Heads won’t spin as world of Remco Evenepoel keeps turning

The only way is up, one way or the other, as Evenepoel feels he's already answered the question of whether he's a rider for the Grand Tours.

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“Remco,” one Belgian reporter begins, proceeding to hurtle over words from the passenger seat of his car like he has 10 seconds to say them before the universe explodes.

“Yesterday you explained the key is to recuperate freshness. How will you do this? Is it sleeping more? Eating more? Reading a book? Meditating? What is the key?”

Evenepoel’s reply, delivered from the sunny patio of his team hotel on the second and final Vuelta rest day, is tongue in cheek.

“Keeping the press conference as short as possible.”

Even as the 22-year-old learns on the job how to ride and lead a Grand Tour with designs on winning the thing, some things stay the same. When a press conference comes around, and Evenepoel’s talents dictate that there are many, he rarely fails to entertain with a joke or soft, teasing jibe.

“No, it’s like you said,” he offers up the answer the reporter desires. “As you guys know yesterday was a burger and fries dinner with some ice cream so the calories came in quickly. When I’m done with my obligations I will go to my bed for the whole afternoon and I hope Danny has good hands for my massage.”

After two weeks of racing, things are now fairly simple for Evenepoel. Everyone is tired, focusing on recovery to improve their chances over the final stages. Most are battered and bruised, the combination of heat and fog helping saddle sores flourish.

But most importantly, the Belgian is 1 minute and 34 seconds ahead of Primož Roglič, a position he says if offered before the start in Utrecht he absolutely would have taken.

Even more simply, his task now over the final week of climbing and uphill finishes is to follow the Slovenian.

“The more stages I can finish in a defensive mode without time losses the better, and then it’s a big fight on Saturday,” Evenepoel says, ever the showman, casually setting out the Vuelta’s stall while picking at a blister on his hand. He has resolved to finally consider giving in and wearing mitts.

This past weekend was it’s own mini-saga amongst the larger tale of the 2022 Spanish Grand Tour. Evenepoel showed great maturity on Saturday in riding to his pace after being dropped by Roglič, limiting his losses well, and then not panicking when Enric Mas and Miguel Ángel López nipped off the front on the Sunday, Roglič this time looking on his limit.

“When Mas attacked yesterday I knew I was still quite a bit ahead of him in the GC so I didn’t want to go above my own limits at altitude,” Evenepoel explains. “Me keeping up my own pace didn’t really allow them to ride away. I just was a bit scared to go above my limits yesterday which is why I kept pushing my own power. The time loss was quite limited. It’s now the third week, the guy with the best legs will probably win but the Vuelta is far from over that’s for sure.”

It was this Sierra Nevada finish above 2,000m that Evenepoel says was the biggest learning point this race, proving to doubters that he could do it. “There were some attacks but it’s not like they embarrassed me, it’s not like I exploded.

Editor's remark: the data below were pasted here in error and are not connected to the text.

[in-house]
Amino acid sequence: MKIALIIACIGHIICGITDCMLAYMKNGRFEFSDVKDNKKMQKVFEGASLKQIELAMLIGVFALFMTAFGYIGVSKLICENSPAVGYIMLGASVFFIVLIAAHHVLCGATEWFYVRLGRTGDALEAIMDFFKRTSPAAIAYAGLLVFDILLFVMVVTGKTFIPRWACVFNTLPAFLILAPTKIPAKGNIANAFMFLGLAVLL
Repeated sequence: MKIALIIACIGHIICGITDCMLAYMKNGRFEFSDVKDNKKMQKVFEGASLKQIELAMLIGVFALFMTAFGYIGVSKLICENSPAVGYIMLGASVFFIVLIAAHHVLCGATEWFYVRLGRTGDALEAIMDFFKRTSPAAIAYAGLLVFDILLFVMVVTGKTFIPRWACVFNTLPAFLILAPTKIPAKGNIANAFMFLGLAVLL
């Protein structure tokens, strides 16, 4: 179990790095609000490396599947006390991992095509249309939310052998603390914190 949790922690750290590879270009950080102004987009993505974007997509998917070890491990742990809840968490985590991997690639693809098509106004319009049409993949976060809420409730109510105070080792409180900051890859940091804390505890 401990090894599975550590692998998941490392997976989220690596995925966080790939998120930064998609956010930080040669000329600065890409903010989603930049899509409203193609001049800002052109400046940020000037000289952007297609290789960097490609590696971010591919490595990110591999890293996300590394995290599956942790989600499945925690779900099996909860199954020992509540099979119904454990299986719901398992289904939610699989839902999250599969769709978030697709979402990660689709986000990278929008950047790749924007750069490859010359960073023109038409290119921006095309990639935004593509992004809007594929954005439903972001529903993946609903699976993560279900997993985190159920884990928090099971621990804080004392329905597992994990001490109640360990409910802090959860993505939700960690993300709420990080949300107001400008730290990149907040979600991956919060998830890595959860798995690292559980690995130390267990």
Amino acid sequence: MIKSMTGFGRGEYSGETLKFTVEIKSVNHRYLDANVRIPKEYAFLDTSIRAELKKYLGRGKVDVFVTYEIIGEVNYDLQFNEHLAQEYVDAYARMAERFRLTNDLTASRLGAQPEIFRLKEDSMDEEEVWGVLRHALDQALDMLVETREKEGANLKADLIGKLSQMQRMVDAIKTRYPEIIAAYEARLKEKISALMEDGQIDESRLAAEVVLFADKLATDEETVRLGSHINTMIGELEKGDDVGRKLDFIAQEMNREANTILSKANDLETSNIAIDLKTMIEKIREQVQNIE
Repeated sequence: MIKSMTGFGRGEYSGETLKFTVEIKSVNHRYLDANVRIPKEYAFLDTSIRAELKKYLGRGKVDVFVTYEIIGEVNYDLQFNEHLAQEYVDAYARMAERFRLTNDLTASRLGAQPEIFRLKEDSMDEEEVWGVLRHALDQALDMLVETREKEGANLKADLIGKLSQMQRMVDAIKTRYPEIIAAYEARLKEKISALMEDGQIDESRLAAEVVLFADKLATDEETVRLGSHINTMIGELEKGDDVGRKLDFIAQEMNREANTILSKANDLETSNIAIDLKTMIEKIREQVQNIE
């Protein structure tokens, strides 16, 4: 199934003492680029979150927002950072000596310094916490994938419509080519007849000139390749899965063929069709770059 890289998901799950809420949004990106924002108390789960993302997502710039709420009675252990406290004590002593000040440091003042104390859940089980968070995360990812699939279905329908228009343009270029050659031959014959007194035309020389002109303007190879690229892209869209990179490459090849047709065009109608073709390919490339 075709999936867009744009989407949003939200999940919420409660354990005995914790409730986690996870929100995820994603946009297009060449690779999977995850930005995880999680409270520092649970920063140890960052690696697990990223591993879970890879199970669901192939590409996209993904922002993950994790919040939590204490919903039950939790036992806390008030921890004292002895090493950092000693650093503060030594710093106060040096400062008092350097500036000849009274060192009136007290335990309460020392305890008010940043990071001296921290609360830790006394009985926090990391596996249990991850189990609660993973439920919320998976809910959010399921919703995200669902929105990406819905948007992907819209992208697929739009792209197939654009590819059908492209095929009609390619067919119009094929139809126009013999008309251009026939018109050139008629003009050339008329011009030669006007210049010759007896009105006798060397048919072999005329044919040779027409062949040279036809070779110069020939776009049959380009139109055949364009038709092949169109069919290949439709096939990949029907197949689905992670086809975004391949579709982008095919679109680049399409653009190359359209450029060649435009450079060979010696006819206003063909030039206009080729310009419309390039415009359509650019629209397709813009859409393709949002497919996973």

“That was what I was scared of yesterday morning,” the main, elephant-in-the-room fear still being that he catches COVID between now and Madrid. “If I responded to an attack with high power then tried to find my pace [that] I would explode completely. That’s good for the future as well.”

For once, the insatiable Belgian media are focused on the present and not the future, at the prospect of a first Grand Tour winner from their country since 1978, a time before Ferrero Rocher chocolate, Honey Nut Cheerios or McDonald’s Happy Meals existed. On the flipside, Remco Evenepoel wasn’t alive to see the turn of the millenium.

“We still have six days to go, I don’t want to call myself [the winner] already,” the young rider quick to dampen brimming expectation. “I think for the head it’s best to try and stay calm and look at the races day-by-day and see what every day brings because as we can see last week a crash happens before you even know it.

“We had two big crashes, Julian [Alaphilippe] had to abandon but for me it was okay, some damage on my hip and my muscles. Never panic, even if I lose a bit of time because I think being in this situation before the Vuelta I would have signed for it. Everything that happens now is extra. Top 10 or top 5 would be my dream. We’re already on the way.”

Evenepoel doesn’t read or pay attention to what the media says about him, which is easier said than done when so many column inches are dedicated to him even when he’s not leading a Grand Tour.

“But Remco,” one journalist intercedes, “you must be aware that back in Belgium there is excitement, and things like extra episodes of Vive le vélo are being shown this third week.”

“Yeah I saw those guys at the Vuelta this morning,” Evenepoel admits, “so I know it’s going on but I have no time to watch TV, I won’t really ‘care’,” he puts in air quotes, “about what’s going on … but of course it’s really nice that things going on are getting attention because things like this are special and it gives me extra motivation.”

“3 … 2 … 1 … OK!” Quick-Step AlphaVinyl’s press officer counts down. Finally, the questions have run out.

By this time next week, Evenepoel hopes he will have answered most of the questions people had of him this Vuelta and whether he could take the red jersey to Madrid. Even if he does manage it, being Remco Evenepoel means that there will always, forever and ever, be more questions.

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